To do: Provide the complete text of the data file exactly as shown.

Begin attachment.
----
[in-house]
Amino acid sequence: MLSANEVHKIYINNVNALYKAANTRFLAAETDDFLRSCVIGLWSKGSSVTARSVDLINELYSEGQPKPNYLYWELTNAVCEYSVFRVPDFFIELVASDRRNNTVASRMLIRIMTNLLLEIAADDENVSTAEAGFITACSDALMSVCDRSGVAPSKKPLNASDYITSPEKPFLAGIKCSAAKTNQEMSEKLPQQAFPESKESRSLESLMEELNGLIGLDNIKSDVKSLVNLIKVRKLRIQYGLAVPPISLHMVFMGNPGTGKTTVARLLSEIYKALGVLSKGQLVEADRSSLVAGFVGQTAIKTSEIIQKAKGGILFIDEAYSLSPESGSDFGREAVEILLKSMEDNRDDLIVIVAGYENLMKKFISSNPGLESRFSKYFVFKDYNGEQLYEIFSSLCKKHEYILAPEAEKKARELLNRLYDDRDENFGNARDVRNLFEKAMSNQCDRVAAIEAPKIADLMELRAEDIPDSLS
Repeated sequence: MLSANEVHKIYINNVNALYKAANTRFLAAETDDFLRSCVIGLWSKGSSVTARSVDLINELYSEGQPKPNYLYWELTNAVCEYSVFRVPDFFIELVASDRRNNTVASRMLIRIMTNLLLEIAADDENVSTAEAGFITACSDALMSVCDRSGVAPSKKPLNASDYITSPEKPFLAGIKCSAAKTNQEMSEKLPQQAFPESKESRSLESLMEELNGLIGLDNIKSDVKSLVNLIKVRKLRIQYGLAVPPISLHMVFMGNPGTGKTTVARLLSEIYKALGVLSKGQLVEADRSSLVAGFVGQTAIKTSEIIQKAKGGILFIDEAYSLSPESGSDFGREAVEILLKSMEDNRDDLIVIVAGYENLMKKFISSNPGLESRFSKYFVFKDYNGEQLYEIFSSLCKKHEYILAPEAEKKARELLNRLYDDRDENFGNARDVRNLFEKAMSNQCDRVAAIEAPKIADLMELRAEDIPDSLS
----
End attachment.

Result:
[in-house]
Amino acid sequence: MLSANEVHKIYINNVNALYKAANTRFLAAETDDFLRSCVIGLWSKGSSVTARSVDLINELYSEGQPKPNYLYWELTNAVCEYSVFRVPDFFIELVASDRRNNTVASRMLIRIMTNLLLEIAADDENVSTAEAGFITACSDALMSVCDRSGVAPSKKPLNASDYITSPEKPFLAGIKCSAAKTNQEMSEKLPQQAFPESKESRSLESLMEELNGLIGLDNIKSDVKSLVNLIKVRKLRIQYGLAVPPISLHMVFMGNPGTGKTTVARLLSEIYKALGVLSKGQLVEADRSSLVAGFVGQTAIKTSEIIQKAKGGILFIDEAYSLSPESGSDFGREAVEILLKSMEDNRDDLIVIVAGYENLMKKFISSNPGLESRFSKYFVFKDYNGEQLYEIFSSLCKKHEYILAPEAEKKARELLNRLYDDRDENFGNARDVRNLFEKAMSNQCDRVAAIEAPKIADLMELRAEDIPDSLS
Repeated sequence: MLSANEVHKIYINNVNALYKAANTRFLAAETDDFLRSCVIGLWSKGSSVTARSVDLINELYSEGQPKPNYLYWELTNAVCEYSVFRVPDFFIELVASDRRNNTVASRMLIRIMTNLLLEIAADDENVSTAEAGFITACSDALMSVCDRSGVAPSKKPLNASDYITSPEKPFLAGIKCSAAKTNQEMSEKLPQQAFPESKESRSLESLMEELNGLIGLDNIKSDVKSLVNLIKVRKLRIQYGLAVPPISLHMVFMGNPGTGKTTVARLLSEIYKALGVLSKGQLVEADRSSLVAGFVGQTAIKTSEIIQKAKGGILFIDEAYSLSPESGSDFGREAVEILLKSMEDNRDDLIVIVAGYENLMKKFISSNPGLESRFSKYFVFKDYNGEQLYEIFSSLCKKHEYILAPEAEKKARELLNRLYDDRDENFGNARDVRNLFEKAMSNQCDRVAAIEAPKIADLMELRAEDIPDSLS